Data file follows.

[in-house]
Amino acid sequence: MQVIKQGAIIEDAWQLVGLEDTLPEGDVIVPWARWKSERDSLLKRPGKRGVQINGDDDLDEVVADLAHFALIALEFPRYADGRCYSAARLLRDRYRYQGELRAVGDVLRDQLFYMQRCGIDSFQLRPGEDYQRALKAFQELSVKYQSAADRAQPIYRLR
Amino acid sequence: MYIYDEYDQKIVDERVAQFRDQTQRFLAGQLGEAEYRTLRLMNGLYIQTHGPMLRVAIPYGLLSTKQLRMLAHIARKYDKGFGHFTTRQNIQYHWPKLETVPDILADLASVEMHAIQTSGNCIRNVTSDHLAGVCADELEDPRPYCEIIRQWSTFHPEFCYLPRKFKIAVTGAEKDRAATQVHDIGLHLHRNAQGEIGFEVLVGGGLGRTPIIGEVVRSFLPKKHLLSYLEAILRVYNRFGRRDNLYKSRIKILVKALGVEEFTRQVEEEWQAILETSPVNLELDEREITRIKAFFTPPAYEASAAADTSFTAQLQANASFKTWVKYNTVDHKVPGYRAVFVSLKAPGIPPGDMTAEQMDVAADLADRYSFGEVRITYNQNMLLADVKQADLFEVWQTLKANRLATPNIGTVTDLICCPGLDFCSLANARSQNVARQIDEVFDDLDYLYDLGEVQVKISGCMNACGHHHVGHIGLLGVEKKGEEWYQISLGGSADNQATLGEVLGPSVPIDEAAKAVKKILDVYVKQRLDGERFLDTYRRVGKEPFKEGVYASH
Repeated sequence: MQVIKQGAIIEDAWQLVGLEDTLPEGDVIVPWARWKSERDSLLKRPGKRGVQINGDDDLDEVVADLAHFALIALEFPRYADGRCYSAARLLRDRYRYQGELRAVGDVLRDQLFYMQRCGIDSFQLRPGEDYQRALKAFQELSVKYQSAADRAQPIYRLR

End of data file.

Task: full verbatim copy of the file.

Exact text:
[in-house]
Amino acid sequence: MQVIKQGAIIEDAWQLVGLEDTLPEGDVIVPWARWKSERDSLLKRPGKRGVQINGDDDLDEVVADLAHFALIALEFPRYADGRCYSAARLLRDRYRYQGELRAVGDVLRDQLFYMQRCGIDSFQLRPGEDYQRALKAFQELSVKYQSAADRAQPIYRLR
Amino acid sequence: MYIYDEYDQKIVDERVAQFRDQTQRFLAGQLGEAEYRTLRLMNGLYIQTHGPMLRVAIPYGLLSTKQLRMLAHIARKYDKGFGHFTTRQNIQYHWPKLETVPDILADLASVEMHAIQTSGNCIRNVTSDHLAGVCADELEDPRPYCEIIRQWSTFHPEFCYLPRKFKIAVTGAEKDRAATQVHDIGLHLHRNAQGEIGFEVLVGGGLGRTPIIGEVVRSFLPKKHLLSYLEAILRVYNRFGRRDNLYKSRIKILVKALGVEEFTRQVEEEWQAILETSPVNLELDEREITRIKAFFTPPAYEASAAADTSFTAQLQANASFKTWVKYNTVDHKVPGYRAVFVSLKAPGIPPGDMTAEQMDVAADLADRYSFGEVRITYNQNMLLADVKQADLFEVWQTLKANRLATPNIGTVTDLICCPGLDFCSLANARSQNVARQIDEVFDDLDYLYDLGEVQVKISGCMNACGHHHVGHIGLLGVEKKGEEWYQISLGGSADNQATLGEVLGPSVPIDEAAKAVKKILDVYVKQRLDGERFLDTYRRVGKEPFKEGVYASH
Repeated sequence: MQVIKQGAIIEDAWQLVGLEDTLPEGDVIVPWARWKSERDSLLKRPGKRGVQINGDDDLDEVVADLAHFALIALEFPRYADGRCYSAARLLRDRYRYQGELRAVGDVLRDQLFYMQRCGIDSFQLRPGEDYQRALKAFQELSVKYQSAADRAQPIYRLR